MOH News
A Press Release Refutes Claims of Stealing a Saudi Citizen's Kidney
08 October 2013
In reference to the news published in newspapers and websites about the claim made by a citizen that one of his kidneys was stolen during hospitalization at Afif General Hospital, the Director General of the Saudi Center for Organ Transplantation, Dr. Faisal AbdulReheem Shahin, stressed that the organ donation and transplantation program in the Kingdom of Saudi Arabia is characterized by the clear and strict regulations which have been adopted by the Council of Health Services, adding that such regulations are applied to all public and private Saudi hospitals. 

Moreover, Dr. Shahin pointed out that the process of removing any important organ such as the kidney for the purpose of transplanting it to a patient cannot be performed randomly at any health center for the following reasons:

  1. ​It is not possible to remove any organ in the Kingdom without prior coordination with the Saudi Center for Organ Transplantation.
  2. The hospitals can conduct the organ transplantation surgery only after receiving an authorization from the Saudi Center for Organ Transplantation; given that the number of authorized centers is 16 centers located in various regions in the Kingdom, and spread over various health sectors.
  3. In order to make use of the removed organ for transplantation, it is necessary to have a surgical skill and a technique that helps maintain the organ perfusion, while retaining some specific specifications of the removed vessels along with the organ. Only the experienced physicians can perform such surgeries.
  4. It is necessary to keep the removed organ in a special cooler, along with a specific solution that is only available in the centers licensed to practice the organ transplantation.
  5. The removed organ can be transplanted only within a specific period of time after removal. The kidney, for instance, must be transplanted within 24 hours of removal, and cannot be stored in the refrigerator for various days.
  6. The patient, who is registered in the Saudi Center for Organ Transplantation and whose organs are completely failed, can only subject to the organ transplantation surgery (within the Kingdom) after knowing the source of the transplanted organ.
  7. The Saudi Center for Organ Transplantation includes a national register comprising the names of all donors and transplant patients. Upon this register, the immunosuppressive drugs and patients' health status can be followed up.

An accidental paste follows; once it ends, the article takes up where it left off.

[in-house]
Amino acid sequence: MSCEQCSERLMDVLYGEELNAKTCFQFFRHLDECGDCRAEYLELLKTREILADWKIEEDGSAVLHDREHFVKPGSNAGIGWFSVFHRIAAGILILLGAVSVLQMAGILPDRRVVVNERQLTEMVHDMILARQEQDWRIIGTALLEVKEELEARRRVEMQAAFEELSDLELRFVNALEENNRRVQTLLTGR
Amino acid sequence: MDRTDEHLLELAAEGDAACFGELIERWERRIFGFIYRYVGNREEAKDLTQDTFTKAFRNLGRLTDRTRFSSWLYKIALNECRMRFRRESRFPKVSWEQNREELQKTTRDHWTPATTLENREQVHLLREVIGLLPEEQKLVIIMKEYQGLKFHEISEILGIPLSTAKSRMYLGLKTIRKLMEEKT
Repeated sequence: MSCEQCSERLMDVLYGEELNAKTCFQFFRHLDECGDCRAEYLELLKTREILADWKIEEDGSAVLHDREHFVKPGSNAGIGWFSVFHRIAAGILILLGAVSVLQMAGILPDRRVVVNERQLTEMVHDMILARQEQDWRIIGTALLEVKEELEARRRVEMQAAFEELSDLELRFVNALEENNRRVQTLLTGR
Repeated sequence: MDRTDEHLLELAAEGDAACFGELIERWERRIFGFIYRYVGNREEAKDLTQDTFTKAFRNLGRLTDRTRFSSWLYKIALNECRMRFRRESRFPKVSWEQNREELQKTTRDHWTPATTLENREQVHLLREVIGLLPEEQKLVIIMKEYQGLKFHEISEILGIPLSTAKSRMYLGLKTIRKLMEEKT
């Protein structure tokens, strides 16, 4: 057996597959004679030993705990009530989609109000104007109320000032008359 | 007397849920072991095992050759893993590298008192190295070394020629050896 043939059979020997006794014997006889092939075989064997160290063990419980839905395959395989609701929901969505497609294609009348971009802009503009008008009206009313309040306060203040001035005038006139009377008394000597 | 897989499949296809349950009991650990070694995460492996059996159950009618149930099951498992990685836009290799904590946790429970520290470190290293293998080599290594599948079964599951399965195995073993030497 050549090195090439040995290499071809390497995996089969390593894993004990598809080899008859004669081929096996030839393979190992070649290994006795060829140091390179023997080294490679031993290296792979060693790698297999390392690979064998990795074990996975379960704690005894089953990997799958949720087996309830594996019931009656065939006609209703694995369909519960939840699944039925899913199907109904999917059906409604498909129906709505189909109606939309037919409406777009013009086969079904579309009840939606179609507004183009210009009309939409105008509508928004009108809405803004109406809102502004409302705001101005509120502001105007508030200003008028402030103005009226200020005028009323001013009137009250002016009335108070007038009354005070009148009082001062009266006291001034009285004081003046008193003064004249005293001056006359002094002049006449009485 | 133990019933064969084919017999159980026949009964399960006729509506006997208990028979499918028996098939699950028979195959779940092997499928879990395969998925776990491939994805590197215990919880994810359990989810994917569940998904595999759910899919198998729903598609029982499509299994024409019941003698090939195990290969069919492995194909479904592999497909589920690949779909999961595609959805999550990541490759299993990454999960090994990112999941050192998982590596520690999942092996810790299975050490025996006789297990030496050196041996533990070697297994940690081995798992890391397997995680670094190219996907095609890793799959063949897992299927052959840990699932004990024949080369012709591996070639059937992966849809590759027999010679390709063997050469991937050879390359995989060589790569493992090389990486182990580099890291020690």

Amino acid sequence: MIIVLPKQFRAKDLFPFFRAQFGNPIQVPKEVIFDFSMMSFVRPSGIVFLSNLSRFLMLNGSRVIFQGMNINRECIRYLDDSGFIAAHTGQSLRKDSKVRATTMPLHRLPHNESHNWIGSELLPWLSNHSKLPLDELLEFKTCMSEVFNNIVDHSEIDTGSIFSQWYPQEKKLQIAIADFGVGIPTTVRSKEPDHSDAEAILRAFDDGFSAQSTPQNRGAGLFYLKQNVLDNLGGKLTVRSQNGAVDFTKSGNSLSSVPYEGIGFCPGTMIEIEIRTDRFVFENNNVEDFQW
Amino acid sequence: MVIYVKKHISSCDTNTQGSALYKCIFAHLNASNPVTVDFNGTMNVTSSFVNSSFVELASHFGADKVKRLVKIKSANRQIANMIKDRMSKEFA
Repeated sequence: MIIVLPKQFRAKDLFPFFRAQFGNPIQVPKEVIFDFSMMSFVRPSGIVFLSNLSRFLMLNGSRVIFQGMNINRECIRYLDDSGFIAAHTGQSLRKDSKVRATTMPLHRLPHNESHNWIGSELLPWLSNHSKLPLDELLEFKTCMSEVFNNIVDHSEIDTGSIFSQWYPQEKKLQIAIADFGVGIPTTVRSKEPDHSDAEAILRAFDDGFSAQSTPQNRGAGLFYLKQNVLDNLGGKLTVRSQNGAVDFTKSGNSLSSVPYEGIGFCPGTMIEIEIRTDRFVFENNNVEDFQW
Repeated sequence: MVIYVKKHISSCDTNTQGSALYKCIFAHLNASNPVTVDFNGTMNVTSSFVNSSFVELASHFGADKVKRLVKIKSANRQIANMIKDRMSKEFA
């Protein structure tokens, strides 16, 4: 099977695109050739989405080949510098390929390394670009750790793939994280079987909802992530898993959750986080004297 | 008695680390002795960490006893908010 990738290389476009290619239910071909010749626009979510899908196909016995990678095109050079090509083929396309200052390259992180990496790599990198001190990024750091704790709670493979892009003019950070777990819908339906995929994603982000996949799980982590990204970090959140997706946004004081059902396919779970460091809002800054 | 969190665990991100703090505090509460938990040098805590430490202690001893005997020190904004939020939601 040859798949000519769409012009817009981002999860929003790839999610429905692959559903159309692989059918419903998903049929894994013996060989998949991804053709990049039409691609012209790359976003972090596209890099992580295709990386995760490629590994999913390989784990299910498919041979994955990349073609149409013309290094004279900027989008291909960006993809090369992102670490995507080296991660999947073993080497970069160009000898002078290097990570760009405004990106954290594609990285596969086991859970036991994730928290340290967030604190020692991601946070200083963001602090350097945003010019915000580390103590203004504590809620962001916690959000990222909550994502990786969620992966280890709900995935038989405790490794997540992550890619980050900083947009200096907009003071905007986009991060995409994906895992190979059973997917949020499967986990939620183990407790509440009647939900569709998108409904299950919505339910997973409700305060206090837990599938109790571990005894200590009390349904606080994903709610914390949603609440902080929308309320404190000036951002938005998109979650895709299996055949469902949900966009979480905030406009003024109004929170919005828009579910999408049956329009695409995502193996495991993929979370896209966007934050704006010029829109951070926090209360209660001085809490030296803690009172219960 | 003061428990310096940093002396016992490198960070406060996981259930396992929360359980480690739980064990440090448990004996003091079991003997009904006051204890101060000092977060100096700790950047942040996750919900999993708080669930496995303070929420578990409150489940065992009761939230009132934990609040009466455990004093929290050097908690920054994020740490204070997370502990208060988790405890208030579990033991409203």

Within the same vein, Dr. Shahin added that the Saudi applicable regulations in the field of organ removal and transplantation prevent the occurrence of any removal or transplantation surgeries (business or suspicious) due to the above-mentioned reasons. In addition, the removal surgery of any human organ, that is conducted at an unlicensed health facility, without prior coordination with the Saudi Center for Organ Transplantation can sentence the facility, as well as physicians and the concerned staff to the maximum harsh criminal penalties. Thankfully, the Kingdom has not received any illegal case since the organ transplantation centers started working.

For his part, the Acting Director of Public Relations and Health Media at Riyadh Health Affairs Directorate, Mr. Abdullah Al-Ghofaili, highlighted that the claims narrated by the citizen are completely false, noting that the patient was admitted to the hospital on 17/10/1434H (corresponding to 24/8/2013) for a car accident. After examination, it's found that he was suffering from intra-abdominal bleeding due to an injury in the liver due to the accident; as a result, the treating physician decided to conduct abdominal exploration for him by ultrasound waves. 

After exploration, the physician discovered the absence of the spleen and any clear mark for the left kidney. After reviewing the medical history of the patient, it was found that the patient was previously hospitalized for another incident on 23/7/1432H (corresponding to 25/6/2011) as a result of his exposure to an electric shock and fall, causing severe laceration for the intra-abdominal organs, bleeding and a large quantity of fluids. For that reason, the surgical intervention and splenectomy were necessary to save the patient's life.

In conclusion, Mr. Al-Ghofaili noted that once the mass media published the claim of the patient, a special committee was formed to investigate the reported claim and to conduct new ultrasound scanning. The CT scan proved that the patient has two kidneys; but one of them suffers from severe atrophy that is difficult to be diagnosed by the ultrasound waves as it might cause fluids inside the abdominal.







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Last Update 11 October 2013 07:04 AM
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